For many contemporary writers and artists in Tamil Nadu, Jeeva was an inspiration. While he was the editor of Janasakthi, innumerable writers and artists who were not always members of the Communist Party constantly visited his office. Writer Jayakanthan has noted in his book on journalistic experiences that Jeeva was unanimously acknowledged as an enthusiast of literature within the Communist Party and someone who could guide young writers in the field of art and literature from a communist perspective. Jeeva strived to create a ‘united front’ in the cultural sphere embracing writers and artists in Tamil Nadu with a democratic and progressive outlook. A membership in the Communist Party by an artist or a writer was never a prerequisite set by Jeeva for his interaction with them though he never compromised on the party stand at any point.

Sundara Ramaswamy, another literary figure in contemporary Tamil literature has written a brilliant near-ethnographic memoir of Jeeva titled Jeeva Ninaivodai in which he has explained Jeeva’s personality and his experiences with him. Jeeva comes out as the Marxist democrat, who encouraged the autonomy of the writer in the persona of Sundara Ramaswamy. When at moments the latter experienced a troubled relationship with the Communist leaders and party, Jeeva was present to support and encourage the writer. On such occasions Jeeva reminded Sundara Ramaswamy of his task as a writer in the transformation of society.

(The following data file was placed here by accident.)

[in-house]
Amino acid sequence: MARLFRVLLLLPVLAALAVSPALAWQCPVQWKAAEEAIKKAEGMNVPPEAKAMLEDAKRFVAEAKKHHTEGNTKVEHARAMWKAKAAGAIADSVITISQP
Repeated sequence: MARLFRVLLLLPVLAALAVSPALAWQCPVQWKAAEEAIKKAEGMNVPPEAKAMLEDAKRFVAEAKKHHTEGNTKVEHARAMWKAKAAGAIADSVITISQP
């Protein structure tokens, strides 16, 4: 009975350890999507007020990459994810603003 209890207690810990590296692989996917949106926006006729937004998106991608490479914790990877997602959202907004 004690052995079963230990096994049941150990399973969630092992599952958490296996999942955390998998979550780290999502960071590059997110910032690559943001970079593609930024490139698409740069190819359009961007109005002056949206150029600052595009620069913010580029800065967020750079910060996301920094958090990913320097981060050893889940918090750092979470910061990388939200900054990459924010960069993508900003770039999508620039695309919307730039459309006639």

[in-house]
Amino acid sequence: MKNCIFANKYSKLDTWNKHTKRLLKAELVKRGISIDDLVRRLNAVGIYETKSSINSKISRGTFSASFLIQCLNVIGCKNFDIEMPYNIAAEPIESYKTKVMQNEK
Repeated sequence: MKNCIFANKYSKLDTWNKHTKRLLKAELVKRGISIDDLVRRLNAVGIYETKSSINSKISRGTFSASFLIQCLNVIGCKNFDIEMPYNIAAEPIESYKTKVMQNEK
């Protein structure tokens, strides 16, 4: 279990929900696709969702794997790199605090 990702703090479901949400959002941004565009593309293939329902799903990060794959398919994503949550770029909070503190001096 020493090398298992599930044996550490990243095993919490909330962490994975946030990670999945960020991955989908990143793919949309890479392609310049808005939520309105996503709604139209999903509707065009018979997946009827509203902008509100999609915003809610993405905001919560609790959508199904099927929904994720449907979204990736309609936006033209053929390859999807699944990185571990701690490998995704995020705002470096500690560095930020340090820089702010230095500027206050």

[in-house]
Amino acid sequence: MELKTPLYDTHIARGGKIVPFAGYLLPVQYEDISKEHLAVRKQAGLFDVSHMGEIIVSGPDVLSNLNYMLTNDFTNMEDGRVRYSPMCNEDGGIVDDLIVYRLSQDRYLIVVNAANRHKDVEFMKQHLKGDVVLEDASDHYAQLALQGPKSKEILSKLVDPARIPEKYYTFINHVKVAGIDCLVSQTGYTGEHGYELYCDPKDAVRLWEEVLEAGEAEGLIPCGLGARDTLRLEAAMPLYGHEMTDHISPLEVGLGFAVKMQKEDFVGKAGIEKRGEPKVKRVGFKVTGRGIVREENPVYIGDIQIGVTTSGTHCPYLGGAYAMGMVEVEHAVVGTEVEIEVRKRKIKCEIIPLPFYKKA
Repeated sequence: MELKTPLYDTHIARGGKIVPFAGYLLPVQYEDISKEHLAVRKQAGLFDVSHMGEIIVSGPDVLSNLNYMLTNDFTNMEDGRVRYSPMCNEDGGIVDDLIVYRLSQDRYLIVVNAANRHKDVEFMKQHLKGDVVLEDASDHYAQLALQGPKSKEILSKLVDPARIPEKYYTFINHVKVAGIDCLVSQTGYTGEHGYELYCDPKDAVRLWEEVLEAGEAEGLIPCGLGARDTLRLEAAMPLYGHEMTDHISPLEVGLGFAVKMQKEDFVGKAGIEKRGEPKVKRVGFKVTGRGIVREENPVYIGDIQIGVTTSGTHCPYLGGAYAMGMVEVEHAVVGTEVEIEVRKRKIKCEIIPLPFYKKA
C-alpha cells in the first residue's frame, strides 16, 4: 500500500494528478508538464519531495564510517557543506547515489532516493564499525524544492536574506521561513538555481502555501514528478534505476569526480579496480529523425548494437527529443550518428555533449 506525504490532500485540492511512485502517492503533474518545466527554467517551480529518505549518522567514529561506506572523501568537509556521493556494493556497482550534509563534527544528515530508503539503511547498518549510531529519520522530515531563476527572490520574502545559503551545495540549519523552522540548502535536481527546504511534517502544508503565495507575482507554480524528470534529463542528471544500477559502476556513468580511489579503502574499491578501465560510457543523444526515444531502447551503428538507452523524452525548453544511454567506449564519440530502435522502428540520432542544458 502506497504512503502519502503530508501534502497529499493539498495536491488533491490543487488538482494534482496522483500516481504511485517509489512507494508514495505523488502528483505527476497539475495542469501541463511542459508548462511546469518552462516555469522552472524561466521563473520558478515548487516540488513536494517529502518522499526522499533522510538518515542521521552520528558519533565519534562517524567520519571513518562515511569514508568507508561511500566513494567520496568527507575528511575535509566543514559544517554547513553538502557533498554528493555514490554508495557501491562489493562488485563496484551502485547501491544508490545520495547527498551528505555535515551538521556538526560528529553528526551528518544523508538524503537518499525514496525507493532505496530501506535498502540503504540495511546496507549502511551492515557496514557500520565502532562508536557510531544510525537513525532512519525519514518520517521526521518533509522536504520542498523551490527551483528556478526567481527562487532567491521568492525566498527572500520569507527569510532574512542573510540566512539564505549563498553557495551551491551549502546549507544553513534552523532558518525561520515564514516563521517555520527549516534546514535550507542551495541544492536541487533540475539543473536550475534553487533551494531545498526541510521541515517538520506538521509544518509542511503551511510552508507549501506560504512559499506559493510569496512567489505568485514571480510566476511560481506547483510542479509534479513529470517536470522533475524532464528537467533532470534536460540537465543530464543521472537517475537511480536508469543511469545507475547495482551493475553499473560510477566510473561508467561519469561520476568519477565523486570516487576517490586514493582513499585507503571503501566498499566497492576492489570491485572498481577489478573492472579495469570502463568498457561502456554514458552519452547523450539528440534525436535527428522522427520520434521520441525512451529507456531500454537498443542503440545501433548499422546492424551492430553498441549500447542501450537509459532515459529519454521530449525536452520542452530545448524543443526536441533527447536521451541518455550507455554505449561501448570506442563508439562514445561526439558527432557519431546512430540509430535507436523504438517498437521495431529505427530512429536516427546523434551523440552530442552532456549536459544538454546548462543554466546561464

The Tamil Nadu Art-Literary Federation founded by Jeeva played a crucial role in recovering and publishing the folklore of popular classes. The meeting of Tamil Nadu Art-Literary Federation provided an opportunity and inspiration to collect folk literature in Tamil Nadu. The conference formed a ‘Folklore Research Committee’ and entrusted the responsibility on Na. Vanamamalai to lead the committee. If U.V. Swaminatha Iyer was responsible for recovering and publishing the classical Tamil literature, it was Na. Vanamamalai, supported by Jeeva and several members of the Tamil Nadu Art-Literary Federation, who should be credited for recovering and publishing the folk literature of Tamil Nadu.

Jeeva led a simple life. He used public transport and lived in a hut till the end of his life. When the former Chief Minister Kamaraj offered government housing, Jeeva declined the offer citing the lives of millions of people without housing. At a time when the status of the political class of the nation is plagued by corruption and mismanagement of public resources, Jeeva’s life reminds us of simplicity, honesty, and commitment for social change. Jeeva epitomized the life of the true democrat in modern India.

V. Rajesh is Assistant Professor of History at Centre for Studies in Social Sciences, Calcutta; he can be reached at